Last night, Canada’s federal election results rolled in and stunned the nation: 184 seats for the Liberals, a landslide majority win.
With only 34 seats in the 2011 election, the Liberals were not expected to even acquire the 170 needed for a majority. This was followed by 99 for the Conservatives, 44 for the New Democratic Party, 10 for the Bloc Quebecois and one for the Green Party (we love you Elizabeth May!).
And—yay Canada—there’s now a record number of 10 Indigenous members in the house of commons.
At the 2011 election, the Liberals held only 34 seats. The last time the Liberals held a majority government was in the year 2000.
Following in the footsteps of his father, Canada’s 15th Prime Minister Pierre Trudeau, Justin returns to his childhood home at 24 Sussex drive after a gruelling 79 day campaign race, which included Conservative slogans bashing Justin for being “just not ready.”
Apparently Canada is done with Conservative bullsh*t, and is ready to try something new. Or maybe we’re ready to just try anything else.
We can’t help but poke fun a little at Justin’s charm and sheen: bright-eyed and astute—with thick dark wavy hair and those bedroom eyes—he’s looking like a pretty good bet right now (but then, probably anyone would after Harper).
But as he proclaimed (repeatedly) in his victory speech last night, it’s really not all about him; it’s about all of us, and how much strength exists in our culture of diversity.
Albeit a little cliché, there’s nothing bad about refuelling the political climate with a little optimism.
He had me at hello when he Tweeted this about a year ago:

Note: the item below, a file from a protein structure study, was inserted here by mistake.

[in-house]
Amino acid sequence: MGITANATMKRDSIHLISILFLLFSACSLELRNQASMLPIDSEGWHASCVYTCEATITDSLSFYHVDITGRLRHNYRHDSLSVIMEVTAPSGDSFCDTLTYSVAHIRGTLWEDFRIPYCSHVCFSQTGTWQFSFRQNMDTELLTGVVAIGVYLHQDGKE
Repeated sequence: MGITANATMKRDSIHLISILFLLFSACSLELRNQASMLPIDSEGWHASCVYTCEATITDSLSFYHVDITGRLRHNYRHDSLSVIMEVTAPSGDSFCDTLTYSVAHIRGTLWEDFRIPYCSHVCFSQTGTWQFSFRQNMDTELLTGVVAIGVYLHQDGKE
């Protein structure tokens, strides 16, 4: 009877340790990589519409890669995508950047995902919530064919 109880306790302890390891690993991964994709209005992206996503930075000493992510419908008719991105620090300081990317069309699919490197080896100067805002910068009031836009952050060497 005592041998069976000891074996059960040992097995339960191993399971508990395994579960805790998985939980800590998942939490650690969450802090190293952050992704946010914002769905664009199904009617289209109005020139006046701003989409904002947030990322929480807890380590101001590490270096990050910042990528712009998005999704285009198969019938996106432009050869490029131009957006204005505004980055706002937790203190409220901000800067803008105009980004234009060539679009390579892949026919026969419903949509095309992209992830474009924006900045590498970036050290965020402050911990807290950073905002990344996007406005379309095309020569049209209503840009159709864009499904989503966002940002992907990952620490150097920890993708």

“The days when old men get to decide what a woman does with her body are long gone. Times have changed for the better.
#LPC defends rights.”
And ears perked up when the public found out about his unapologetic pro-pot stance.
Clearly his progressive outlook and outright rejection of our old boy’s club government appeals to many left-ish folks of our generation.
What’s more important is that, having grown up in the thick of Canadian politics, he has demonstrated a certain depth of understanding of how politics today (his party) is going to have to work differently than that of his father’s generation to be effective. This starts with reforming the voting system from our ancient first past the post system to (most likely) a proportional representation system, which, in many people’s eyes, is long-overdue.
Now that he’s in power, Canadians wait to see when and how this promised change will happen.
Liberal agenda priorities include:
- The Paris climate change conference on Nov. 30
- Raising taxes on the wealthy
- A promise to bring in 25 000 Syrian refugees by the end of the year
- A (long-overdue) federal inquiry into Canada’s missing and murdered indigenous women
- Stopping increases to First Nations education funding
I’m not going to lie: despite his cheesiness, I felt a flush of hope and relief last night—as I’m sure much of Canada did—as the Liberals stole the show.
But, we’ll still have fun poking fun.
Watch Justin literally get in the Ring (a 2012 clip from This Hour Has 22 Minutes):
And here’s John Oliver’s crash course on Canadian politics, with a little Mike Meyers on the side for good measure:
Author: Renée Picard